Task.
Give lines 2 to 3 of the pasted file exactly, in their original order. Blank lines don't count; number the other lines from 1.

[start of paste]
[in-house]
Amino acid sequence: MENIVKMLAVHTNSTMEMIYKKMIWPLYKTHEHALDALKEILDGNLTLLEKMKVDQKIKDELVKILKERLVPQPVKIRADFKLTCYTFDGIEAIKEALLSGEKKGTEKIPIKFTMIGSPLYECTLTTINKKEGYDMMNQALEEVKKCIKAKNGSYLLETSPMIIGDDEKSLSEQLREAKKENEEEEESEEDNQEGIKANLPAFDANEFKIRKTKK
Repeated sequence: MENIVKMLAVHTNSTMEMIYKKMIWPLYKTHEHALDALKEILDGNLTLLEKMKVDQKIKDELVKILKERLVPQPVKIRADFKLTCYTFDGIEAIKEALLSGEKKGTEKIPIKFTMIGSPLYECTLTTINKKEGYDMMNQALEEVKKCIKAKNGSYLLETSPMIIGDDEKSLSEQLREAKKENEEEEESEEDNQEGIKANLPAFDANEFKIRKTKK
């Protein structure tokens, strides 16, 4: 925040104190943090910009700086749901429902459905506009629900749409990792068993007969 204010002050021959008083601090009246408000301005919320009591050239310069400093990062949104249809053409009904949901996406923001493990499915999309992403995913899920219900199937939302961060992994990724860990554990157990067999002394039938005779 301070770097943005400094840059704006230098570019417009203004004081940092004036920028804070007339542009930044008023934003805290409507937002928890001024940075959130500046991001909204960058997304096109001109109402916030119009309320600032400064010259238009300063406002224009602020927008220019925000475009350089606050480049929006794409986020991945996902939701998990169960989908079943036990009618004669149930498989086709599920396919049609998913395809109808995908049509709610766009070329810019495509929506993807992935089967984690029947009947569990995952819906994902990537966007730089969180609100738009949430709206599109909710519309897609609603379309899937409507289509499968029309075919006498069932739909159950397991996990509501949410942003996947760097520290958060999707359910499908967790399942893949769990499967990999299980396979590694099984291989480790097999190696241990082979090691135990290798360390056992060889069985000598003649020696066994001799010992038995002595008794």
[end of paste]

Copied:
Amino acid sequence: MENIVKMLAVHTNSTMEMIYKKMIWPLYKTHEHALDALKEILDGNLTLLEKMKVDQKIKDELVKILKERLVPQPVKIRADFKLTCYTFDGIEAIKEALLSGEKKGTEKIPIKFTMIGSPLYECTLTTINKKEGYDMMNQALEEVKKCIKAKNGSYLLETSPMIIGDDEKSLSEQLREAKKENEEEEESEEDNQEGIKANLPAFDANEFKIRKTKK
Repeated sequence: MENIVKMLAVHTNSTMEMIYKKMIWPLYKTHEHALDALKEILDGNLTLLEKMKVDQKIKDELVKILKERLVPQPVKIRADFKLTCYTFDGIEAIKEALLSGEKKGTEKIPIKFTMIGSPLYECTLTTINKKEGYDMMNQALEEVKKCIKAKNGSYLLETSPMIIGDDEKSLSEQLREAKKENEEEEESEEDNQEGIKANLPAFDANEFKIRKTKK